This weekend’s collect begins by asking that the Catholic people have the grace to shun all the defilements of the devil. Diabolica vitare contagia. It is a fitting prayer, given that we celebrated the feast of St Michael this past week—St Michael, the patron of our diocese. Our diocesan coat of arms bears it out beautifully: the red cross of St Micheal shelters four springs of water on a white field, these four springs being Hampden, Hampshire, Franklin, and Berkshire counties.
I thought I would say something about our patron this weekend. If we study the sacred liturgy closely, we notice that St Michael has two missions in the spiritual order.
The first mission is connected with the one spoken of in our collect today: St Michael assists the Catholic people to resist the influence and attacks of Satan. Now is the time for me to remind you about how interpenetrated the human order is with the angelic order. Remember that angels have no bodies and therefore they cannot be said to dwell in places as such. Rather, angels are present where they act; and both good angels and bad are always acting in the arena of redemption. Holy Scripture bears out this truth time and time again.
At each holy Mass we are reminded of it, too. I did not have the time to thoroughly look into it: but how many times the angels are mentioned in the texts of the Mass would be interesting to know. I think of these examples: in the Confiteor we confess our sins to St Michael and beg his help. I invoke him again when I bless the incense at the offertory, saying:
By the intercession of blessed Michael, who stands at the right of the altar of incense . . . may the Lord vouchsafe to bless this incense and receive it as an odor of sweetness.
During the Preface and Sanctus the angels are invoked. Once during the canon, with the priest bowing low over the consecrated Host, he asks that an angel take up the offering.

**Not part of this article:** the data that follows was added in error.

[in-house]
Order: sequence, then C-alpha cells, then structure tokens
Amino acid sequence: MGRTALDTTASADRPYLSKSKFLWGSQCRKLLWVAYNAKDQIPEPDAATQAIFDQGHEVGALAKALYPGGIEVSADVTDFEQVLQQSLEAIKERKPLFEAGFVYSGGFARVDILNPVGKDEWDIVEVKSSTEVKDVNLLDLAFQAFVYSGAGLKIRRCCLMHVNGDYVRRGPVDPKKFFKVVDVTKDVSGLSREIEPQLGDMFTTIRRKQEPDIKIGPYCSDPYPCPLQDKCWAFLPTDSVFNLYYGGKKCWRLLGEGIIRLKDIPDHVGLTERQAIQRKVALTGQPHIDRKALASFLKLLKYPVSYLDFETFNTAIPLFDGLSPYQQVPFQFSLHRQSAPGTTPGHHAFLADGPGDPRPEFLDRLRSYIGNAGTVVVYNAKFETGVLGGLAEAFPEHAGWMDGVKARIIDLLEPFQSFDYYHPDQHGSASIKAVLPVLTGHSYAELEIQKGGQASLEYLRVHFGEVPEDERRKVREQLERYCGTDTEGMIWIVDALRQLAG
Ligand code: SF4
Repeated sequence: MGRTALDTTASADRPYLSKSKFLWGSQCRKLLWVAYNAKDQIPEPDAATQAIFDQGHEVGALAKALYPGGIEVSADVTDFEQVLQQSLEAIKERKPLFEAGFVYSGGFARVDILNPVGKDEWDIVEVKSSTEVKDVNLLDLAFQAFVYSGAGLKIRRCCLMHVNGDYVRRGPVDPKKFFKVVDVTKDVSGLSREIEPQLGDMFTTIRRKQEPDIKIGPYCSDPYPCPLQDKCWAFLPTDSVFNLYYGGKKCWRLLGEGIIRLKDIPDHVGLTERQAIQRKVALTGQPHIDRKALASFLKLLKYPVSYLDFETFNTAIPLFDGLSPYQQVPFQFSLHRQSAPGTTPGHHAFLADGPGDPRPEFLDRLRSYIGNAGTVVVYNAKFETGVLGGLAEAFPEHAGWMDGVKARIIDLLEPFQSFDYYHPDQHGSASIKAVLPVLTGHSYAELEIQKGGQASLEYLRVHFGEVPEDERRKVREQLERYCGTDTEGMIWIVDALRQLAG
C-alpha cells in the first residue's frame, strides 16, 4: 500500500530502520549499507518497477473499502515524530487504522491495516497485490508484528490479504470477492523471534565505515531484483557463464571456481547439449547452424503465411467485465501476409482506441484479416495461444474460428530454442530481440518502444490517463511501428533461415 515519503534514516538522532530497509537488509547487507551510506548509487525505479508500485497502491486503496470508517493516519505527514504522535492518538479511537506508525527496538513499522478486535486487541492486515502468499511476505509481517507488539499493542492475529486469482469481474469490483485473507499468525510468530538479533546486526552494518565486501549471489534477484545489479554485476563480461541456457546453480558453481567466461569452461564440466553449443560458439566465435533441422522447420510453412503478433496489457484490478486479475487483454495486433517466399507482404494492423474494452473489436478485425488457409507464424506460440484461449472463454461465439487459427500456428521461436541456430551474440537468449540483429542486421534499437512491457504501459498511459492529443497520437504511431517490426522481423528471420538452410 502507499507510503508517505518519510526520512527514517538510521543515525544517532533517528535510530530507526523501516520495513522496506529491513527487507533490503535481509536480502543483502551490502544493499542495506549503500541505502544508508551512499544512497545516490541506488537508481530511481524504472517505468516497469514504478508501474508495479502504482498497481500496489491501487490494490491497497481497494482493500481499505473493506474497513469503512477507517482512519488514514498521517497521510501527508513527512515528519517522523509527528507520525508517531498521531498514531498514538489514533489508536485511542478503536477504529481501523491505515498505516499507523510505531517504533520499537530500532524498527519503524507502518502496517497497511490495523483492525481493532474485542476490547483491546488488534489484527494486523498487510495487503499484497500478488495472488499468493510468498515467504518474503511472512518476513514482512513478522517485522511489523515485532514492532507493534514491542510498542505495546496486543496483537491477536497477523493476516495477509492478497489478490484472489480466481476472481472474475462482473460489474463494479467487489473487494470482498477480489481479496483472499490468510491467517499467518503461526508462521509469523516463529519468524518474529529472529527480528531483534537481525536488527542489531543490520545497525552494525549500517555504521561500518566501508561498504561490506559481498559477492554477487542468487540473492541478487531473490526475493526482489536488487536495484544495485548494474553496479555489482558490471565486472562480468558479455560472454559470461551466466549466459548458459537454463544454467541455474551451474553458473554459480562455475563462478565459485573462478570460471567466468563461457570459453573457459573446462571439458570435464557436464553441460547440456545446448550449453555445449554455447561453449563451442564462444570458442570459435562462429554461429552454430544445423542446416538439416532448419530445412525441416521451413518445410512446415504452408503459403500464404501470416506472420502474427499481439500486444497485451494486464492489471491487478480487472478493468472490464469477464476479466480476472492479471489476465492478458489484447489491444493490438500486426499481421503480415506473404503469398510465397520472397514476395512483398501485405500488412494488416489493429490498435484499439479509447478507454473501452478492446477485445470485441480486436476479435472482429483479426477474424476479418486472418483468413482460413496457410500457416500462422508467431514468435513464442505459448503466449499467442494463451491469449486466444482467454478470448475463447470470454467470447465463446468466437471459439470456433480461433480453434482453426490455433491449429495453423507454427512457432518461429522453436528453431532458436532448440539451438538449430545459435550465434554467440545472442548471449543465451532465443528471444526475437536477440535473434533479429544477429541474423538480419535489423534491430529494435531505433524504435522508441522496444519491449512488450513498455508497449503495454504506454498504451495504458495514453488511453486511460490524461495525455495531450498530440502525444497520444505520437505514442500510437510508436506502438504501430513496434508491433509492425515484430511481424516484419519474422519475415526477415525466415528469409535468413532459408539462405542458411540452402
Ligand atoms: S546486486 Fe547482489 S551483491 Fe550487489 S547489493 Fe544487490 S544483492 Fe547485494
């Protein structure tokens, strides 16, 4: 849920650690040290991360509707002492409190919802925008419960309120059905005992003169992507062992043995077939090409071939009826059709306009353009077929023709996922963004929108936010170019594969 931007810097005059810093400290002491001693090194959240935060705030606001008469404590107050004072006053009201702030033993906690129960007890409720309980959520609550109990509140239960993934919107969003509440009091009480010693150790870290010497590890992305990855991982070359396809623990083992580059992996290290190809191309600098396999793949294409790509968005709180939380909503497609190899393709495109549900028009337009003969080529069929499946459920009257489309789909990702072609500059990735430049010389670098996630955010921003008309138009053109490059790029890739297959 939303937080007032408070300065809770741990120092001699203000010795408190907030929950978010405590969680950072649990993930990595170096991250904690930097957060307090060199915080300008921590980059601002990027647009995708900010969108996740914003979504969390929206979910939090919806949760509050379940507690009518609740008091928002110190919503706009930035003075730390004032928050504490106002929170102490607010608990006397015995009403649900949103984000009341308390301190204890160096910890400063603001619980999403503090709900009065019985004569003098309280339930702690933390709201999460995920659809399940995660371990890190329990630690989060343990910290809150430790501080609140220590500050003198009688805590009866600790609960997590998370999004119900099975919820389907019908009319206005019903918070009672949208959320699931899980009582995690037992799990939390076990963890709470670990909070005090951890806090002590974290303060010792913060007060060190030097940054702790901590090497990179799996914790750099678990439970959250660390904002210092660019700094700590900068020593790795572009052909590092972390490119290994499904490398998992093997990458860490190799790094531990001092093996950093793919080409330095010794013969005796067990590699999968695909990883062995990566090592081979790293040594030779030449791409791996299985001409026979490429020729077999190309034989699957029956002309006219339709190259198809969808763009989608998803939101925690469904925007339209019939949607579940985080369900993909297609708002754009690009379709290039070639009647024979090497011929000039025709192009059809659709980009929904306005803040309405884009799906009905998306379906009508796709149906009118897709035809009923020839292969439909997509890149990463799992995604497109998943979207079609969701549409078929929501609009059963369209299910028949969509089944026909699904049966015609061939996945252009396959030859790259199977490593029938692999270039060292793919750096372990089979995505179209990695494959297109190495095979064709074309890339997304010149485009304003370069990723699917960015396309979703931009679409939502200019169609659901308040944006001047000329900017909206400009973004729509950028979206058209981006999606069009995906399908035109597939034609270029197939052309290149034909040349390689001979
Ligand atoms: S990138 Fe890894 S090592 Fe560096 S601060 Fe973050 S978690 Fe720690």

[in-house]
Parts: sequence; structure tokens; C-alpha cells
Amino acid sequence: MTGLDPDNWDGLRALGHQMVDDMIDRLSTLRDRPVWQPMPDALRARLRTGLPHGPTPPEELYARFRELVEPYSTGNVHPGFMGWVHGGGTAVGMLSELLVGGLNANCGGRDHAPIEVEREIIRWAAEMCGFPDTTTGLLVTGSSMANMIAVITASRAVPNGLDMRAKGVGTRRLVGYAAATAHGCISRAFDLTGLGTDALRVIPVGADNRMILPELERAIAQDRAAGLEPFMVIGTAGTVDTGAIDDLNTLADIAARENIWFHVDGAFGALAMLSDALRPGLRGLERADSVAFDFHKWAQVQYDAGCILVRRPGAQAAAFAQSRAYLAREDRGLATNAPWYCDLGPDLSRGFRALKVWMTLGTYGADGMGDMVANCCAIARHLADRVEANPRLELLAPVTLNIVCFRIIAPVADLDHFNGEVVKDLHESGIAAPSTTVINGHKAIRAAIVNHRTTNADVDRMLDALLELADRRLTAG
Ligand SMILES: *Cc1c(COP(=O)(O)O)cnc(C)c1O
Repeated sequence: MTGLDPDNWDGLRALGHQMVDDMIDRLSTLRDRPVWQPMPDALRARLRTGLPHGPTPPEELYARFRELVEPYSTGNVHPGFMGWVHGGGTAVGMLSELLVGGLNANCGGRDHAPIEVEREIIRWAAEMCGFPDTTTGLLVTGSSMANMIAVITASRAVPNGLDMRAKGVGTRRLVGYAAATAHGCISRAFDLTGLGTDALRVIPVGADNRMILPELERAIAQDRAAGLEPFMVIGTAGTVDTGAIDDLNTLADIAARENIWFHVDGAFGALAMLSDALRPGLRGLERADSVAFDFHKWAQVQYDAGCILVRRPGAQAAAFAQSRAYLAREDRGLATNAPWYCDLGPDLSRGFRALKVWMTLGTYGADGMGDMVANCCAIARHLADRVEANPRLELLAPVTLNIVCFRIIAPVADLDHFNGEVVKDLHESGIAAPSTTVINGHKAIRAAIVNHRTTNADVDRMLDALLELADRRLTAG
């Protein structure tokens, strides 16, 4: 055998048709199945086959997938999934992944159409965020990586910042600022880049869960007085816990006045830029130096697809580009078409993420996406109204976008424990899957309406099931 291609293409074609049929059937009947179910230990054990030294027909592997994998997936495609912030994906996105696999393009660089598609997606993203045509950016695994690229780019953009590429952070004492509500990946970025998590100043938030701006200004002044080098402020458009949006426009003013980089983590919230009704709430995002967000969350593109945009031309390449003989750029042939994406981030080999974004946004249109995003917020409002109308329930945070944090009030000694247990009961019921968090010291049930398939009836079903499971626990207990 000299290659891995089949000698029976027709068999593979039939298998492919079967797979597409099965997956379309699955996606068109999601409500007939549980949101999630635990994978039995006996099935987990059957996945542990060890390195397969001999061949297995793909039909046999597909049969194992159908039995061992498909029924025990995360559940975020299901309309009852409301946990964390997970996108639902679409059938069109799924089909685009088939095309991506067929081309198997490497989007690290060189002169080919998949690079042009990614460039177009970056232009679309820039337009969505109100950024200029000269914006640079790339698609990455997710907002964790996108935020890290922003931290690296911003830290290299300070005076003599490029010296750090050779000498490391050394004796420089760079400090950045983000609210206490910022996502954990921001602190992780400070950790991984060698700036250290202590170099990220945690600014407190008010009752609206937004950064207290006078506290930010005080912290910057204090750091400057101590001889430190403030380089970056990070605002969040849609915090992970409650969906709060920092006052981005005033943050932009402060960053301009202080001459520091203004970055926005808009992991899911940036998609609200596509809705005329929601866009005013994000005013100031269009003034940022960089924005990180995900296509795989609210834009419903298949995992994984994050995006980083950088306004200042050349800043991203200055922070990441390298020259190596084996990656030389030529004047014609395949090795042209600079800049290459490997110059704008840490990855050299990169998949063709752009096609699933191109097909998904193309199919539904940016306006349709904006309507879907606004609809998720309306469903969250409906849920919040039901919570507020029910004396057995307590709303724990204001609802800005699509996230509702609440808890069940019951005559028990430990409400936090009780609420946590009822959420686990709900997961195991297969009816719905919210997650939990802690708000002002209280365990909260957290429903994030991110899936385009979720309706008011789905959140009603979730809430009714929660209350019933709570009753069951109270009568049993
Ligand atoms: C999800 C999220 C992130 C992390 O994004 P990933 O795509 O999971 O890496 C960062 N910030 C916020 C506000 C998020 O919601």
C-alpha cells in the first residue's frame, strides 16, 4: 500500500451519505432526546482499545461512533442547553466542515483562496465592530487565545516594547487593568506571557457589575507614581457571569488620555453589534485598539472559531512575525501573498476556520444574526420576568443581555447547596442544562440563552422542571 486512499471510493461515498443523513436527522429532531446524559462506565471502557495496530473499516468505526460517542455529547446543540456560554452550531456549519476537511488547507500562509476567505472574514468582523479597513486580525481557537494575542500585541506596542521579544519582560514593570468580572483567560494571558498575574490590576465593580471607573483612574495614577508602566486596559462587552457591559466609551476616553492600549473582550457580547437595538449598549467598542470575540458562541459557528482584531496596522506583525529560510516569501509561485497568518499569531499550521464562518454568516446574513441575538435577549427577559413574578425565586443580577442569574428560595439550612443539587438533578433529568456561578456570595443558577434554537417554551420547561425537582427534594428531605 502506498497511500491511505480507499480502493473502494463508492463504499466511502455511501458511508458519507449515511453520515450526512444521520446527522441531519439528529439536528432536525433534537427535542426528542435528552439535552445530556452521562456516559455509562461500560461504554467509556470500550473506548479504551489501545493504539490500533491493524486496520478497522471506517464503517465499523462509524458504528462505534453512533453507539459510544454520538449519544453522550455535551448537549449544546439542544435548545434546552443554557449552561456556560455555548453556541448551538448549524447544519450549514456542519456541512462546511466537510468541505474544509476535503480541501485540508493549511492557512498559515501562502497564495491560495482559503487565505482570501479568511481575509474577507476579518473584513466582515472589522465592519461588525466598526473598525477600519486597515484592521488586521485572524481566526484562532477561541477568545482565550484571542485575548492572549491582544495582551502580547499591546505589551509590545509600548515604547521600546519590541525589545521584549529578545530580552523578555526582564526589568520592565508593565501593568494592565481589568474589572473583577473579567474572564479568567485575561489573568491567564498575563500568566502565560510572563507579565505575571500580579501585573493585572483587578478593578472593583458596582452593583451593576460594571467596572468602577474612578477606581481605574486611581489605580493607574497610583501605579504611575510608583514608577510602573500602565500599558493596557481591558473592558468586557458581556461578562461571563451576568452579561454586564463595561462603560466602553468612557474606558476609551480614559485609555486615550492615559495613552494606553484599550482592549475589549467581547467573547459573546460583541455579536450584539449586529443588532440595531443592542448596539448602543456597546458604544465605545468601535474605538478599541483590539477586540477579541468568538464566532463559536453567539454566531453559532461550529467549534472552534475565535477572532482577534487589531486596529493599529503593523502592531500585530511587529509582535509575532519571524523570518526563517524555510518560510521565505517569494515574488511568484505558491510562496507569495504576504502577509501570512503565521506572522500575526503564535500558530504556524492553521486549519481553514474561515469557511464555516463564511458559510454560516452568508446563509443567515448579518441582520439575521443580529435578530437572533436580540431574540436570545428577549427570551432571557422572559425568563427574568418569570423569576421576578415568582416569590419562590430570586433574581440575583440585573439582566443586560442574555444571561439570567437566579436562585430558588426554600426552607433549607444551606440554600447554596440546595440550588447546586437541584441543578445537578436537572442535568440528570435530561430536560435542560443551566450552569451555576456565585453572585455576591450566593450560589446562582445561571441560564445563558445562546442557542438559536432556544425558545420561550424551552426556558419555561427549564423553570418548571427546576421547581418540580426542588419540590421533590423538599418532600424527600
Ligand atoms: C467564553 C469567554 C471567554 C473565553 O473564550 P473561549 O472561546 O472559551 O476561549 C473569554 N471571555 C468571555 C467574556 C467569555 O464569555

Doubtless there are more examples. But this first function of St Michael is both protective and liturgical; we ask him to be present so that Satan and his angels will not be.
The second function of St Michael is less known but equally attested to in the sacred liturgy. In one of the antiphons of the divine office on the feast of St Michael, the Church prays, speaking in the voice of God: “O archangel Michael, I have constituted you prince over all those souls about to be received [into eternity.]” Principem super animas suscipiendas. Thus, according to the liturgical doctrine of the Church, St Michael is patron of newly departed souls.
A second example of this same function occurs in the texts of our funeral Mass. At the offertory, the choir chants:
deliver these souls from the lion’s mouth, that Tartarus may not swallow them up; but let Michael, the standard-bearer, bring them into the holy light which you promised to Abraham and his seed.
Again, it is St Michael, bearing the battle standard of God, who leads the souls of the faithful departed safely to the haven of the blessed.
Both of these missions of St Michael should give us great comfort and courage. To say nothing of the fact that when we venerate the holy angels, our faith grows more Catholic and strong. In our times, a certain anti-supernaturalism persists: that is, the attitude which is scandalized by the supernatural, which finds belief in the angels nothing more than a quaint hold-over from naïve mediæval piety. I have only to say that all of the references to St Michael above were removed from the missal of 1970.
But you and I know well that such an attitude is a serious mistake. We know this, not because we are interested in polemics, but simply because we are interested in every work of God, no matter how mysterious. And someday we hope to see with our own eyes this very great work of God who is St Michael. May he pray for us now and always.